History About to Be Lost: Hard Times (After World War 2)

Your bad blogger is trying to get into gear again.   When was my last post, Dear Reader?  5 January.  5 January?  Some bloggers are at it every day… posting, that is.  I’d like to share with you some more ‘History About to Be Lost’.

Everybody is aware that life in the Lancashire cotton mills was tough during the mid-nineteenth century, when Charles Dickens was writing ‘Hard Times’ and Elizabeth Gaskell ‘North and South’.  Maybe you ‘did’ the Industrial Revolution at school, but I try to find the little things that won’t appear in the history books, the sorts of details you would definitely need if you were writing a historical novel.   Last week I was talking to my friend a week or so ago about life in Lancashire immediately after World War 2.

manchester-cotton-mill-in-1820_300A mother of three daughters – aged eight, five and eighteen months – loses her husband in the late 1940s.   She lived in a terraced house, on a street of terraced houses, cheek by jowl with her neighbours – this is important.   With a widow’s pension of only 15 shillings per week, she had no alternative but to go out to work at the local mill; this involves leaving the house at 7am and returning early evening.  In the mornings, a neighbour helped the daughters get up and make breakfast, then the girls walked to school together, dropping the youngest off at the childminder’s on their way.  At going-home time, they let themselves into their house and looked after themselves until their mother returns.  No harm came to them, because the neighbours always kept a watchful eye on them.   My friend refers to her neighbours as ‘aunties’, but they were more than that to her and her family.

Occasionally, the mill put the mother on short-time working, reducing her tight income further.  The neighbours got together to make large hot pots, some families contributing the meat, some the vegetables, some even less.  They all ate together.

There are no working cotton mills in Lancashire now.  If you want to see what one was like, visit National Trust Quarry Bank.  We did last autumn – it was fascinating, especially the deafening mechanical looms – but, when I suggested that my friend might like to go when she next visited Lancashire, she shuddered.    Maybe you have some memories of the Lancashire cotton mills, or factories elsewhere?  Dear Reader and I would love to hear from you.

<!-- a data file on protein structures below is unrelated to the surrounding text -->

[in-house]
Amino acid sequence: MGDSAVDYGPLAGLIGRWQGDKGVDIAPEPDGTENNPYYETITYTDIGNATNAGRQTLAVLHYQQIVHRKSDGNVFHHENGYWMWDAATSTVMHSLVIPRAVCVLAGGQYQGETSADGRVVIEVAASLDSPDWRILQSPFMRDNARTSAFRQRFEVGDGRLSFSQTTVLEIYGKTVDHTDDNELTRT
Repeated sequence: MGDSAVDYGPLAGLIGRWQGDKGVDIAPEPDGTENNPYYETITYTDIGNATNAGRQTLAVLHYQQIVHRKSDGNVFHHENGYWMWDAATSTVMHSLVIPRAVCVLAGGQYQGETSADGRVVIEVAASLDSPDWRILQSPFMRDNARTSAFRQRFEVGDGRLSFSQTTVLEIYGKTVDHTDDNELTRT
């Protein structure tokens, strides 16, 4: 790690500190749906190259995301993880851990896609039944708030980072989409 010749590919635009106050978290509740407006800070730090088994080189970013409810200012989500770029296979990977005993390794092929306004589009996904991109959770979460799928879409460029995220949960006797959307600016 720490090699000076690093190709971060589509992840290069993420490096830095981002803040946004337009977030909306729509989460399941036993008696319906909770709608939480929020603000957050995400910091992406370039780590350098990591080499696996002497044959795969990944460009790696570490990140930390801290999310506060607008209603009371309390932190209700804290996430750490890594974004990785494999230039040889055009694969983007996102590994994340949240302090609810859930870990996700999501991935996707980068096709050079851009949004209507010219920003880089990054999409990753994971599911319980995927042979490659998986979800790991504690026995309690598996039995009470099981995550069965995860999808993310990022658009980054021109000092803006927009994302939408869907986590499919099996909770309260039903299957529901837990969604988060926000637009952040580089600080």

You may not hear from me again for a while.  I’m going to the Association of Christian Writers Retreat over the weekend, then I’m off to India for a fortnight.  I may however use the time I’m sitting in the aeroplane to write up some book reviews for Dear Reader blog.

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Useful Skills (continued)

saxophone-29816To follow on from my last post, another useful skill I’ve had to learn is what I loosely call ‘committee clerking’.  I’ve worked (as in paid work) as a committee clerk in several organisations, including the British Medical Association (eons ago) and in local government, at various different levels.   At the current time, I’m (voluntary) secretary to my church’s PCC.  Btw, the committee clerk is the person who prepares the agenda and writes the minutes.  In the old pre-computer days (BMA/local government), committee clerks could be boys or girls and definitely did not type.   (One of my bosses used to get very upperty when councillors assumed that every typing error was hers.  She also refused to pour out the tea… another story!)  These are the skills I have picked up:

  • To jolly people along to produce what you want them to produce at the right time.
  • To edit what self-same people do produce without upsetting them.
  • To guide people actually to make a decision.
  • To know when something is illegal or unethical or against internal rules and to tell your members so.
  • To keep listening so as to be able to record decisions, and not to be touchy when somebody challenges what I’ve written.

I’m sure the same skills are required in many other occupations but this is how I came about them.  They have also been useful to me in writing and in my role as Competitions Manager for the Association of Christian Writers.  This provides a lead-in for the imminent launch of the next ACW competition, this time for crime fiction.  More details – shortly – on the ACW website (but don’t look yet).

I’ve managed – at last – to review another book on my companion blog, Dear ReaderThe Jazz Files by Fiona Veitch Smith.  Do take a look.  T